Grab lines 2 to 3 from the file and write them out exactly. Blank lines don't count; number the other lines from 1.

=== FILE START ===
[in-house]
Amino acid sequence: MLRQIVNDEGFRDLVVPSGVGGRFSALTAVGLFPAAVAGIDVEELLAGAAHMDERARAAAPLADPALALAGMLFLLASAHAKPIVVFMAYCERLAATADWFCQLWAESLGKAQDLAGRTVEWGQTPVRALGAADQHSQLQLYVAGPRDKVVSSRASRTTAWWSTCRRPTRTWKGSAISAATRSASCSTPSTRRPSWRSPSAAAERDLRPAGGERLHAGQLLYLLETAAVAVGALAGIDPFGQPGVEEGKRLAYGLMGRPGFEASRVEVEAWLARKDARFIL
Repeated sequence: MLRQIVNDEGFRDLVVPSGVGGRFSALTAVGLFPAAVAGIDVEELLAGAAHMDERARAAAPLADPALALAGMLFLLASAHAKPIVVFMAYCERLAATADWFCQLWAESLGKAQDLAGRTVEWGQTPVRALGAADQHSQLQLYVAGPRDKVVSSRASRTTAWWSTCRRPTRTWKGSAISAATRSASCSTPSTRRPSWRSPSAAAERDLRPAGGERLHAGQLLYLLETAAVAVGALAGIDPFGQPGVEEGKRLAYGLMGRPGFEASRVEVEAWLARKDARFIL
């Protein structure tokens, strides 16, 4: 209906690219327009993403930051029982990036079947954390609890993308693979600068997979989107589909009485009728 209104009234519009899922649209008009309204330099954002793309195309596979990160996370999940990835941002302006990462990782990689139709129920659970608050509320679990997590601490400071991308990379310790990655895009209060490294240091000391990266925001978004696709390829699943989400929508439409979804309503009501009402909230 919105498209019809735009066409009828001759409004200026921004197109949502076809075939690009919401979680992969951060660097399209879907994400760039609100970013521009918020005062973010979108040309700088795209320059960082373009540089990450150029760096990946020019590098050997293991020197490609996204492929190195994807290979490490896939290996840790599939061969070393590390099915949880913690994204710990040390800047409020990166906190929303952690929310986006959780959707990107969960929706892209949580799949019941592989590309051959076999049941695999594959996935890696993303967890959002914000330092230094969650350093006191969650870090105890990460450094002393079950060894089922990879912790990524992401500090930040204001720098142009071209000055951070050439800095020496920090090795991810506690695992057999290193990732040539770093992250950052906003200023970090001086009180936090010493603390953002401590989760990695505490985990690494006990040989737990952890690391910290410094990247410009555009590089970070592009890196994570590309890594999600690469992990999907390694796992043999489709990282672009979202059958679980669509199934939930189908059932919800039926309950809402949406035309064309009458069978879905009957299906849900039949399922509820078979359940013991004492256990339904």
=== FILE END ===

Amino acid sequence: MLRQIVNDEGFRDLVVPSGVGGRFSALTAVGLFPAAVAGIDVEELLAGAAHMDERARAAAPLADPALALAGMLFLLASAHAKPIVVFMAYCERLAATADWFCQLWAESLGKAQDLAGRTVEWGQTPVRALGAADQHSQLQLYVAGPRDKVVSSRASRTTAWWSTCRRPTRTWKGSAISAATRSASCSTPSTRRPSWRSPSAAAERDLRPAGGERLHAGQLLYLLETAAVAVGALAGIDPFGQPGVEEGKRLAYGLMGRPGFEASRVEVEAWLARKDARFIL
Repeated sequence: MLRQIVNDEGFRDLVVPSGVGGRFSALTAVGLFPAAVAGIDVEELLAGAAHMDERARAAAPLADPALALAGMLFLLASAHAKPIVVFMAYCERLAATADWFCQLWAESLGKAQDLAGRTVEWGQTPVRALGAADQHSQLQLYVAGPRDKVVSSRASRTTAWWSTCRRPTRTWKGSAISAATRSASCSTPSTRRPSWRSPSAAAERDLRPAGGERLHAGQLLYLLETAAVAVGALAGIDPFGQPGVEEGKRLAYGLMGRPGFEASRVEVEAWLARKDARFIL